In an alternative embodiment shown in FIG. 12, the use of the system is similar to that described above. However, since the release liner 27 (as well as the strip 21 and medial portion 23) is divided into at least two portions, use of such a spine member requires the separate removal of each portion of the release liner. After the removal of one portion of the release liner, the corresponding segment 34 and portion 29 of the medial portion and strip can be folded over and adhered to the edges and the opposite cover, respectively. Another portion of the release liner can then be removed and the folding and adhering process repeated. This is done until the entire spine member is adhered and the documents are bound. Alternatively, all the portions of the release liner can be removed and the segments and portions of the strip and medial portion can then be folded and adhered.
The system 10 is particularly useful for binding candid photographs, postcards and the like. Such articles 15 have a standard size (or a few standard sizes) and for a given size have substantially the same dimension along an edge 43. The strip 21 has a pair of ends 47, 49 spaced apart by about the same dimension and for articles 15 of postcard or photo size, such strip 21 need only be divided into easily-applied portions 29, 31 by a single cut or slit 33 about midway between the ends 47, 49.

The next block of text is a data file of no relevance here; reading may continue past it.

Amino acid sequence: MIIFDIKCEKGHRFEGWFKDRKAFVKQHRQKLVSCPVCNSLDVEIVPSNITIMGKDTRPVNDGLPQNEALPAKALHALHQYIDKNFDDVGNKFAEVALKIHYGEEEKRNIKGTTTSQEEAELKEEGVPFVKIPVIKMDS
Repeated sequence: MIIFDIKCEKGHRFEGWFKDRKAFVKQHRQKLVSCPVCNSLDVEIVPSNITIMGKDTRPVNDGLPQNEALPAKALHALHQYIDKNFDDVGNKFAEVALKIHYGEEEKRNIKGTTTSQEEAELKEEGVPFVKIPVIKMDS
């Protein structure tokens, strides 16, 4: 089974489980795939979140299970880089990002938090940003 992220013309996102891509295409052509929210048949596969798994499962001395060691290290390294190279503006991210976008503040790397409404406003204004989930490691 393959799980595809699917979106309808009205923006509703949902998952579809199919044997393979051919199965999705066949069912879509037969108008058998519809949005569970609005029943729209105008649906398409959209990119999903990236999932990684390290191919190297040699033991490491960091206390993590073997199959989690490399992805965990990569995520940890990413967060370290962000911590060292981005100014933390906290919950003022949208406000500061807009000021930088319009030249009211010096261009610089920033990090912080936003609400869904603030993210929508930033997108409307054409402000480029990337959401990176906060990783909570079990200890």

Referring now to FIG. 7, the system 10 is also very useful for binding articles 15 such as documents which are larger than photos or postcards and which have commonly-aligned edges 43. Such documents may be 81/2 inches by 11 inches in size, for example. In that instance, the strip 21 is divided into at least three portions 29, 31, 51 or even four portions 29, 31, 51, 53 as appropriate for the articles 15. Such portions 29, 31, 51, 53 extend generally parallel to the edges 43 aligned for binding. In that way, each adhering portion 29, 31, 51, 53 is sufficiently short to be easily manageable with one hand 35 or 41. A portion length of about three inches is preferred.